A Collection of High Seas Stories from Comics' Most Daring Sailor!
A collection of the best stories from the classic Fawcett run of Don Winslow of the Navy, one of the most popular comics running during and after World War II. Edited by Craig Yoe, the selected stories are digitally restored and contextualized with Craig's historical research and introduction. Preceding the full, colorful tales is a detailed introduction on the creation of the adventurous Don Winslow. The character served to foster recruitment, entertain Navy personnel and the general public during World War II and beyond. Winslow fights the Axis and super villains like The Snake and the smoldering hot, but deadly, Singapore Sal.
A Reviewer on ICv2 wrote:
"...[F]or cultural historians and collectors with a passion for vintage comics."
Naval Analyses wrote:
“As a piece of comic book history, this is remarkable. Don Winslow comics…blended somewhat realistic adventure fiction with outrageous pulp…lots of fistfights…a sexy female pirate…and a couple of really weird male villains that Dick Tracy would have loved.”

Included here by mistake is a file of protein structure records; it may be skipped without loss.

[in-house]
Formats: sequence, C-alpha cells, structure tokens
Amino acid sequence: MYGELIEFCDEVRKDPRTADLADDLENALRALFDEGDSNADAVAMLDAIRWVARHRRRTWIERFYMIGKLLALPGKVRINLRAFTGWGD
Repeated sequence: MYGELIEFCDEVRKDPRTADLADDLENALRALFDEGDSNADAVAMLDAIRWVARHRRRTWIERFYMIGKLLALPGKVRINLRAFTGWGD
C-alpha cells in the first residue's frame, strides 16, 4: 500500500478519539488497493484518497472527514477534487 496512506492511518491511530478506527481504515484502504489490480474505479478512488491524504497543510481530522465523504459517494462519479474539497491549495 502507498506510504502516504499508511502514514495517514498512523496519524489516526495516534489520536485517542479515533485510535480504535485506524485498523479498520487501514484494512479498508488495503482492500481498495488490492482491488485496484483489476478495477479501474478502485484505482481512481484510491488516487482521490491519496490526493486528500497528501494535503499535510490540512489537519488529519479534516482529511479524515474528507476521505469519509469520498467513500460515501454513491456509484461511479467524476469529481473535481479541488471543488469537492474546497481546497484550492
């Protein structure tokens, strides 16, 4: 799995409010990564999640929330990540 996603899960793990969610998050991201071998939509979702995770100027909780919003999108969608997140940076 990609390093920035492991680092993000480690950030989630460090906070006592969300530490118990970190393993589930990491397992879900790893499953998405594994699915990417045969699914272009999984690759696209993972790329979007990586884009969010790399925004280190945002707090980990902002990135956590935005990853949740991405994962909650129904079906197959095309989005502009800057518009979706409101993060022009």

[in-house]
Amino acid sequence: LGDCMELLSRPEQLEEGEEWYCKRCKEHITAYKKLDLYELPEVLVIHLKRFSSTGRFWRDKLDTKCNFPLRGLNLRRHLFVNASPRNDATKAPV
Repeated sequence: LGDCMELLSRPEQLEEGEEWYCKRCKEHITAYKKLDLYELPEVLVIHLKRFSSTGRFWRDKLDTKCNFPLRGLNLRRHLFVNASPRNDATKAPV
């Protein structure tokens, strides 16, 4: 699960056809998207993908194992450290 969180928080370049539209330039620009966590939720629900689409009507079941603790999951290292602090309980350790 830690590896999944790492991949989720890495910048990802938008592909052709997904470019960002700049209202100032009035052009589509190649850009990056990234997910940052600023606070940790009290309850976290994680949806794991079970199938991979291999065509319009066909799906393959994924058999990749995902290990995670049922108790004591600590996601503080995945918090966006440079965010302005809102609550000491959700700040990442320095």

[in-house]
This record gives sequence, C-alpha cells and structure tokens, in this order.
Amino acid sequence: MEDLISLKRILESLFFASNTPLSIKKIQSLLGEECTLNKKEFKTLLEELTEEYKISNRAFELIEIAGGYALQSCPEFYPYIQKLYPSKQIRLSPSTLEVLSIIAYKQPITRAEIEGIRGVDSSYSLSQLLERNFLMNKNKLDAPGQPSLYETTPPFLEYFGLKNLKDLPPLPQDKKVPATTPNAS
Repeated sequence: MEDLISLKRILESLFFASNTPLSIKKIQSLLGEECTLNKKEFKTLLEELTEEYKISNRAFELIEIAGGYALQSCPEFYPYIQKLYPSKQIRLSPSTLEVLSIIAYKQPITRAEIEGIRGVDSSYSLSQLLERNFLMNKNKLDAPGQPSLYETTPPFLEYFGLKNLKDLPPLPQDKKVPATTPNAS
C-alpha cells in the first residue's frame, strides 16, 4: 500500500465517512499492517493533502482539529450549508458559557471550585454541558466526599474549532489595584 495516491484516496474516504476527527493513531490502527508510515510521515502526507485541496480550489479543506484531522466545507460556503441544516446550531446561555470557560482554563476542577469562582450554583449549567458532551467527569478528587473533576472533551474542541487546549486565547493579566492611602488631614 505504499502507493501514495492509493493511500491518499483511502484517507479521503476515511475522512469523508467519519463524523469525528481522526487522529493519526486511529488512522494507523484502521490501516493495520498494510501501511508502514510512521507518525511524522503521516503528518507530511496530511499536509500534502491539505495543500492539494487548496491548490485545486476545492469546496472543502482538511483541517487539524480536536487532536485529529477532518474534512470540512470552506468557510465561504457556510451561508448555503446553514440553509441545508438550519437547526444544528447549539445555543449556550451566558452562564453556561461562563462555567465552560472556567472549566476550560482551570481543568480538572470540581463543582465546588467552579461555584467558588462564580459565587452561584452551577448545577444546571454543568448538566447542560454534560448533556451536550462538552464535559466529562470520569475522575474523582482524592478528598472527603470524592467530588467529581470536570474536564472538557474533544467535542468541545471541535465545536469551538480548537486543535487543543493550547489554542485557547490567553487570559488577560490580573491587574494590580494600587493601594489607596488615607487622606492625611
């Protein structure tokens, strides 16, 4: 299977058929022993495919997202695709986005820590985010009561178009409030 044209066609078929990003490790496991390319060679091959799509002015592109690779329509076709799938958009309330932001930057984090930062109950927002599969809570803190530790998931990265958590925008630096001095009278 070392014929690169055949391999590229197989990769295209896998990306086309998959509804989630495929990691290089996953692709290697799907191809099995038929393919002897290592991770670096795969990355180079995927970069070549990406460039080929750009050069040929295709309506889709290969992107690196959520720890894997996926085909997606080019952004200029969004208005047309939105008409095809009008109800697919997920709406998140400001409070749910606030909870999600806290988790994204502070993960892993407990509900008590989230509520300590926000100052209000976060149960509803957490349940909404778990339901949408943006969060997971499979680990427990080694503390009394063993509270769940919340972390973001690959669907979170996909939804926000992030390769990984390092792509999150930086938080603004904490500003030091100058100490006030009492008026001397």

John Koeing on Stuff I Like wrote:
"This is a premiere 272-page package with more than 20 digitally restored entertaining vintage adventures! Do not miss this opportunity to own such a classic of American comics with one of the most popular and successful characters from the Golden Age of comics; you will definitely enjoy it!"
Hampton Roads Naval Museum wrote:
“The Best of Don Winslow of the Navy is an oversize hardcover presenting full-length examples of the comic strip of the 1930s and ‘40s. In it’s day, Don Winslow was immensely popular. Today, it’s historical, relevant, and absolutely worth a look. The reproductions in this book are beautiful.... From layout to design, The Best of Don Winslow of the Navy is well done…. This book is a fitting testament to a comic strip almost forgotten today, enjoying unsurpassed popularity in it’s time.”
“The Best of Don Winslow of the Navy is an interesting slice of popular culture, emblematic of who represented the ideal American fighting man on paper at a time when millions of his very real flesh-and-blood compatriots were called upon to endure less-exotic and more dangerous adventures during a conflict that changed the course of history.”